orvieto, italy

The town of Orvieto, Italy was our second stop. We only spent part of the day here, just a quick stop on the way from Florence to Rome. Orvieto is at the top of what is essentially a cliff, so you have to take a gondola/cable car type vehicle to get to the town. Like Florence, it was very walkable and filled with shops, but smaller and more rustic feeling.

The centerpiece of the town is the magical church that is absolutely covered in details, like carvings and mosaics. Across from the church was a street lined with small shops selling handmade pottery and olive wood creations. My cousin and I stopped in to Mastro Paolo and were told the whole story of the business, which had been featured in American news a few years ago. The woman in the store was the daughter of Paolo, who makes the pottery, and she was so proud. We each bought a piece from the store—an olive oil container and a teacup and saucer.

Orvieto is like a fortress, with walls around the perimeter and old watchtowers to protect against invaders. You can explore the walls and towers on the edges of the town, from where you can see the remarkable view of the Italian countryside. Though not the most common destination in Italy for tourists, this was one of my favorite days in the country.

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florence, italy

I’ll be working as a counselor at a summer camp for six weeks where I will be (mostly) tech-free, so as to not go on hiatus, I’m doing a series about my travels in Europe last summer. Each week will feature a different city I visited during my two weeks in Italy and Greece.

Our first stop was Florence, Italy. I loved this city. It’s so full of history and beauty, and you can walk its entirety. Narrow cobblestone streets maze through, leading to plazas with huge cathedrals, leather markets, and gelato shops. The Duomo centers the city, towering over the streets with the most intricate detail. You could spend hours looking at the exterior and continue to find more to see. It’s the original site of Michelangelo’s David, which was actually carved with the perspective viewers would have looking up at the statue outside of the dome (where the scaffolding is in second photo), which is why David‘s hands look larger than would be anatomically correct. Unfortunately I didn’t get to see the real David, though the museum was only a few minutes from our hostel, because we ran out of time in our three day visit. The imitations are still incredible, but I hope to go back one day and see the real thing. Another thing I missed out on this trip was going to the Uffizi, which houses art from all the Renaissance greats. Again, I hope to go back soon to see what I missed.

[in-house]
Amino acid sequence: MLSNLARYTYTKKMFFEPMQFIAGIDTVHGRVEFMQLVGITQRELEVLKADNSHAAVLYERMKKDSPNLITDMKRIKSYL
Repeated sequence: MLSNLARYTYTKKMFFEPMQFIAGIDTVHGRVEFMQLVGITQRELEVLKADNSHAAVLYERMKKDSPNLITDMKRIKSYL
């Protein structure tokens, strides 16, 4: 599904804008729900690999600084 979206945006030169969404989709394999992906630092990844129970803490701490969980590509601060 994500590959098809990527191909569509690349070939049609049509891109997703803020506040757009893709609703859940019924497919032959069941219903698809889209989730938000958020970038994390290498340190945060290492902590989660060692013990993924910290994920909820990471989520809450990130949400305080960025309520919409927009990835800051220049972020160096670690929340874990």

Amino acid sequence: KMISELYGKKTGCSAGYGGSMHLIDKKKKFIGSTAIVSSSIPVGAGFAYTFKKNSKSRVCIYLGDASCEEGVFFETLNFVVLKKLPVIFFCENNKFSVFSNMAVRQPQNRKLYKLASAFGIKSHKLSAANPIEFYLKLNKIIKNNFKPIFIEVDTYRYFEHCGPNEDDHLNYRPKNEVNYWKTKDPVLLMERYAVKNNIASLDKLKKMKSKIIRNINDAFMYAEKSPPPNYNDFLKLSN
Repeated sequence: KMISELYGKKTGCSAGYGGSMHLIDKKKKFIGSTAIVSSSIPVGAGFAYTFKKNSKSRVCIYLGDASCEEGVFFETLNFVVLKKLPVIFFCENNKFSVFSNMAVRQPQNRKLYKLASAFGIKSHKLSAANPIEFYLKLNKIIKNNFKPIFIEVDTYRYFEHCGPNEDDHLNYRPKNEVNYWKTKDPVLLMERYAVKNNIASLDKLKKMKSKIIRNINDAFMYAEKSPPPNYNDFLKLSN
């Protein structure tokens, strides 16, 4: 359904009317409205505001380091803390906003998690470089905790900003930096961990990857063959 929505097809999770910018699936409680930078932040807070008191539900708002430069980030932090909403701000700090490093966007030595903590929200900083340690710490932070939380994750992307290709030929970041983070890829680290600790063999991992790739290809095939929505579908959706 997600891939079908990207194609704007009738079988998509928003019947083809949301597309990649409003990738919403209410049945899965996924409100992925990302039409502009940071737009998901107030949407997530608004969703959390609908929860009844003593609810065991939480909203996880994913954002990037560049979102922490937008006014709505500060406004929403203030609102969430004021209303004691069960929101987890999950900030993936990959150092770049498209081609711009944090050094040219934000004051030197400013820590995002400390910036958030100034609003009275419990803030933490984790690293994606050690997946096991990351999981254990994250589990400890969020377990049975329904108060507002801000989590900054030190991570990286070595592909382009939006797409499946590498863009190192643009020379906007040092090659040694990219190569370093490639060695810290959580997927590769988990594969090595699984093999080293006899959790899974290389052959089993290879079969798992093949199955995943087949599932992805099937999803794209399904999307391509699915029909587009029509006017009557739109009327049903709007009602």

What I did get to see, however, was Dante’s home, the Santa Croce church, and Ponte Vecchio, the bridge with brightly colored jewelry shops hanging over the water. Painters were lined up on the street along the water, capturing the colors on canvas. I hit every gelato shop recommended, by tour guides and Google (which means I had way too much gelato) and one of my favorites was Vivoli, where I got a scoop of dark chocolate. My cousin and I went on a mini scavenger hunt for street art by the famous “Blub” who paints figures like Shakespeare with scuba goggles (eighth picture). Florence is truly an artist’s paradise, with the architecture, sculptures, paintings, and street art scattered everywhere in the city.

One of our nights in Florence, we went up to a vineyard in Tuscany for a wine-tasting and home-cooked Italian meal. We were served bottomless wine and pasta, all with a spectacular view of the hills. On the way back, we stopped at the Piazzale Michelangelo for the sunset over the city.

I hope to return to this beautiful place someday for more.

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